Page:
pink adidas football boots Implementation of smoking ban
If a public safety officer sees someone smoking on campus, “someone will approach them in a positive way and remind them of the policy and ask them to observe it,” said Steve Clark, OSU’s vice president of university relations and marketing.
Public service announcements and signs regarding the policy have been in place since last football season, including advertisements on the scoreboard and various channels through athletics, he said.
“We’ve done our best to prepare folks in advance, and by using positive reinforcement and education, I think that those efforts will prevail,” Clark said.
University officials said OSU’s approach to implementing the policy, Oregon Administrative Rule 576, Division 040, is based more on education and communication than heavy handed enforcement.
The smoke free not tobacco free policy restricts the use of cigarettes, cigars, pipes, including hookahs, electronic cigarettes and other devices intended to simulate smoking.
“Especially this year, OSU is taking a position of education and remediation, and the Department of Public Safety has the same focus if someone is not in compliance, then (we) educate them,” said Stacey Edwards,
the director of the Smoke Free OSU project.
Edwards noted the new regulation not only is a change in policy, but a cultural shift. OSU is far from alone in the change; about 530 institutions of higher education across the country also have banned smoking on campus.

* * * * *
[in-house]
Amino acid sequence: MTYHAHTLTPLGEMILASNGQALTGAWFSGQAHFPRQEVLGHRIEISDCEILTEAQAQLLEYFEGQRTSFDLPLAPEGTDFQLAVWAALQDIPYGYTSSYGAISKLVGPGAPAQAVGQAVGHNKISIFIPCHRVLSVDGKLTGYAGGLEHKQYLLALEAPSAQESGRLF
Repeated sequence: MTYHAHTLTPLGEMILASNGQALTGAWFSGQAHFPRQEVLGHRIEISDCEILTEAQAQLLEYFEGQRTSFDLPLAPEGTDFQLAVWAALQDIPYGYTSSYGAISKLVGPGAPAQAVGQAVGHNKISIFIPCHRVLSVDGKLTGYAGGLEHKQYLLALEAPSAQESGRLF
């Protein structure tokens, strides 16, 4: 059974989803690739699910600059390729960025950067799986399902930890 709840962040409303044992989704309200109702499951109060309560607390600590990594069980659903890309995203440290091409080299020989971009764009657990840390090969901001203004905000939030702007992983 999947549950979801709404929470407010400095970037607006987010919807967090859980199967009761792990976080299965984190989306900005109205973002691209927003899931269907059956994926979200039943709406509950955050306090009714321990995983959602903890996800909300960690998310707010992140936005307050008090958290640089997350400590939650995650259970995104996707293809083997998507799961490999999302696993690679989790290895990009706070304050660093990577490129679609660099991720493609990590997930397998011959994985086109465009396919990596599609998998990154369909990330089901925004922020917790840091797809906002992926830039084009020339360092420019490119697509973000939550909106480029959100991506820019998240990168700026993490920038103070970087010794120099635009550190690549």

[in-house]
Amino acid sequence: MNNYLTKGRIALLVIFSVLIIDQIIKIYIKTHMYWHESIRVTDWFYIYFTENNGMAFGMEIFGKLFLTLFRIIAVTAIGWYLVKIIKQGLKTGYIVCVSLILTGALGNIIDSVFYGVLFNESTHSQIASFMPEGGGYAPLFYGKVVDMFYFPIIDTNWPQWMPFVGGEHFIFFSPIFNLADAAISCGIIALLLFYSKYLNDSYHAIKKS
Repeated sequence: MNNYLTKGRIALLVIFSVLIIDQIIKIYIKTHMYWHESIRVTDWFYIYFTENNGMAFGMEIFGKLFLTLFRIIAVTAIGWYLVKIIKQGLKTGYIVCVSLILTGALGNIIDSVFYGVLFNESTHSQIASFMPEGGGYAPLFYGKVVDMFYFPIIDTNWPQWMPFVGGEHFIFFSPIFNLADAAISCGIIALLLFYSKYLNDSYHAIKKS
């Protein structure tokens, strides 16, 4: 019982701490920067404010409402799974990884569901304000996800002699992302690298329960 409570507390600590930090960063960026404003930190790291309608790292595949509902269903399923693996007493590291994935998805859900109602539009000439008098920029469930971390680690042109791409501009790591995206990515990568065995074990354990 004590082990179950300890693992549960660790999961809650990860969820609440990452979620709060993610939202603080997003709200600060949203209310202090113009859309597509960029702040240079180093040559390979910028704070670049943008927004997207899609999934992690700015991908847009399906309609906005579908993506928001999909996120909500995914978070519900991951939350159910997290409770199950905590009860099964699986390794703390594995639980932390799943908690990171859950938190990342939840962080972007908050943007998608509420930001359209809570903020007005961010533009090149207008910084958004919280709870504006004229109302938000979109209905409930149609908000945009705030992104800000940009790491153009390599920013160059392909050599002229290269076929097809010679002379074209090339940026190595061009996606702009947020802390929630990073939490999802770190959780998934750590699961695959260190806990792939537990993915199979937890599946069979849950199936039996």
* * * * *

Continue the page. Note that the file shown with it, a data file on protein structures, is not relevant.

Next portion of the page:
Dan Schwab, chairman of the project’s compliance work group and director of the Office of Student Conduct at OSU, said policy committees also are promoting self regulation.
“(We’ll ask them), ‘Did you realize this is a no smoking campus?’ and we’re hoping they abide by it. If not, public safety is called,” Schwab said, adding that regulators will aim to find underlying reasons for repeat offenses. “We find out why it was that they didn’t want to comply. We find out if they’re addicted and offer other options.”
Schwab said that this approach is different from ones taken by some other universities, such as the University of Oregon, which fines people who violate its no smoking policy.
“They’re not getting hit in the pocketbook (at OSU), and they’ll be honest about the situation. That’s always been our approach,” he said.
Campus visitors will notice some concrete examples of the ban, so to speak: The concrete, sand filled receptacles for cigarette butts that were located outside many campus buildings no longer will be outside those places. Facility Services will place some of them around the periphery of the campus in locations that are commonly used as entrances and which receive a lot of foot traffic, Edwards said.
Schwab said that the Office of Student Conduct will be responsible for dealing with students who violate the ban. Human Resources will handle violations of the policy by faculty members, and the Department of Public Services will make contact with campus visitors who light up including visitors on game day.
“We’ve worked with athletics on this, as far as informing fans that come on the campus,” Edwards said. “DPS will enforce it as they can on those days. People of course may decide to inform others about the policy. We implore people to do so; that’s their choice.”
Because OSU long has banned smoking inside its buildings and even near entrances,
no large scale objection among employees and students is anticipated.